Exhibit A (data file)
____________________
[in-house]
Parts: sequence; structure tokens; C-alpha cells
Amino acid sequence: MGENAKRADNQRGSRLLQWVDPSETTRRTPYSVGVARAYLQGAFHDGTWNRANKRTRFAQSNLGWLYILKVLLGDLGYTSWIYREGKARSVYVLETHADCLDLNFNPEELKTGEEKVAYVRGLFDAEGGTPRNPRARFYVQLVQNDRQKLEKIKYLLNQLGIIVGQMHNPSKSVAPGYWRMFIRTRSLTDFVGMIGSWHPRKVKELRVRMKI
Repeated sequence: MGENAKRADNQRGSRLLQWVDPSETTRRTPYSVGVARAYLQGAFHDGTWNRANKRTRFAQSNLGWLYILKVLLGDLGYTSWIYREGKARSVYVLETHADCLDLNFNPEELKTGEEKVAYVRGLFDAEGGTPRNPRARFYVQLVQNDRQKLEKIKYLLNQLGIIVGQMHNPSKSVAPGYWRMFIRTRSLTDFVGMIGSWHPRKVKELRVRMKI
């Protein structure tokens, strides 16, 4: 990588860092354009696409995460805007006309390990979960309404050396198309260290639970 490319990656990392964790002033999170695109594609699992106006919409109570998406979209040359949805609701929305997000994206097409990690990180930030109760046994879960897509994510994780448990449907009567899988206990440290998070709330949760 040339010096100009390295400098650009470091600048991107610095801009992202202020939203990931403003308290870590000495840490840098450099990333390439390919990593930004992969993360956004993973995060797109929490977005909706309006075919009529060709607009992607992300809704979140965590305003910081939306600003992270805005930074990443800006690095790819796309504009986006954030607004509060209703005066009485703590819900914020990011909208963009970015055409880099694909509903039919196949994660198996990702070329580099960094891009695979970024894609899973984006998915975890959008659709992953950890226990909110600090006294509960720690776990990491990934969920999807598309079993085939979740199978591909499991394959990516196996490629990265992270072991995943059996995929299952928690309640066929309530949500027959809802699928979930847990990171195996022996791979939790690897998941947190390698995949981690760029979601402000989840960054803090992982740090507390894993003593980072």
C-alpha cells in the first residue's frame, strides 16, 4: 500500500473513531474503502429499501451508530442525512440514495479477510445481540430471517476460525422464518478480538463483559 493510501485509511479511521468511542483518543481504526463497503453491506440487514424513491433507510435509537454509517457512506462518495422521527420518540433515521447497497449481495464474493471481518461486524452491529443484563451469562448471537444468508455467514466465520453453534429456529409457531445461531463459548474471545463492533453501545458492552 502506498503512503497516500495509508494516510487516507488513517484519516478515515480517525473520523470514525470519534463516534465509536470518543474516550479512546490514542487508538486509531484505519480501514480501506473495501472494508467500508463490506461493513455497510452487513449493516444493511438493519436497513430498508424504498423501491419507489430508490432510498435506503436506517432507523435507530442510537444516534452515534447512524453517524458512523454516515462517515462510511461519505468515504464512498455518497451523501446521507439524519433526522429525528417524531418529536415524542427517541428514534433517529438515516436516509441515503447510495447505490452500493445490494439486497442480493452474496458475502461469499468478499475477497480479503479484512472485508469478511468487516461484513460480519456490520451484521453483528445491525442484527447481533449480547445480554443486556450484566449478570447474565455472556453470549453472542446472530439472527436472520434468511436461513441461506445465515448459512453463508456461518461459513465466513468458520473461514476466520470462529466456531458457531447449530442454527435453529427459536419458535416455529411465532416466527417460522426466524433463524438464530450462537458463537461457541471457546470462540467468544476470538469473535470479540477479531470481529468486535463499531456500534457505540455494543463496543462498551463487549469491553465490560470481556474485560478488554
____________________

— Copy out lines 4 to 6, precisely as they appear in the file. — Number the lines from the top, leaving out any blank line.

Repeated sequence: MGENAKRADNQRGSRLLQWVDPSETTRRTPYSVGVARAYLQGAFHDGTWNRANKRTRFAQSNLGWLYILKVLLGDLGYTSWIYREGKARSVYVLETHADCLDLNFNPEELKTGEEKVAYVRGLFDAEGGTPRNPRARFYVQLVQNDRQKLEKIKYLLNQLGIIVGQMHNPSKSVAPGYWRMFIRTRSLTDFVGMIGSWHPRKVKELRVRMKI
């Protein structure tokens, strides 16, 4: 990588860092354009696409995460805007006309390990979960309404050396198309260290639970 490319990656990392964790002033999170695109594609699992106006919409109570998406979209040359949805609701929305997000994206097409990690990180930030109760046994879960897509994510994780448990449907009567899988206990440290998070709330949760 040339010096100009390295400098650009470091600048991107610095801009992202202020939203990931403003308290870590000495840490840098450099990333390439390919990593930004992969993360956004993973995060797109929490977005909706309006075919009529060709607009992607992300809704979140965590305003910081939306600003992270805005930074990443800006690095790819796309504009986006954030607004509060209703005066009485703590819900914020990011909208963009970015055409880099694909509903039919196949994660198996990702070329580099960094891009695979970024894609899973984006998915975890959008659709992953950890226990909110600090006294509960720690776990990491990934969920999807598309079993085939979740199978591909499991394959990516196996490629990265992270072991995943059996995929299952928690309640066929309530949500027959809802699928979930847990990171195996022996791979939790690897998941947190390698995949981690760029979601402000989840960054803090992982740090507390894993003593980072």
C-alpha cells in the first residue's frame, strides 16, 4: 500500500473513531474503502429499501451508530442525512440514495479477510445481540430471517476460525422464518478480538463483559 493510501485509511479511521468511542483518543481504526463497503453491506440487514424513491433507510435509537454509517457512506462518495422521527420518540433515521447497497449481495464474493471481518461486524452491529443484563451469562448471537444468508455467514466465520453453534429456529409457531445461531463459548474471545463492533453501545458492552 502506498503512503497516500495509508494516510487516507488513517484519516478515515480517525473520523470514525470519534463516534465509536470518543474516550479512546490514542487508538486509531484505519480501514480501506473495501472494508467500508463490506461493513455497510452487513449493516444493511438493519436497513430498508424504498423501491419507489430508490432510498435506503436506517432507523435507530442510537444516534452515534447512524453517524458512523454516515462517515462510511461519505468515504464512498455518497451523501446521507439524519433526522429525528417524531418529536415524542427517541428514534433517529438515516436516509441515503447510495447505490452500493445490494439486497442480493452474496458475502461469499468478499475477497480479503479484512472485508469478511468487516461484513460480519456490520451484521453483528445491525442484527447481533449480547445480554443486556450484566449478570447474565455472556453470549453472542446472530439472527436472520434468511436461513441461506445465515448459512453463508456461518461459513465466513468458520473461514476466520470462529466456531458457531447449530442454527435453529427459536419458535416455529411465532416466527417460522426466524433463524438464530450462537458463537461457541471457546470462540467468544476470538469473535470479540477479531470481529468486535463499531456500534457505540455494543463496543462498551463487549469491553465490560470481556474485560478488554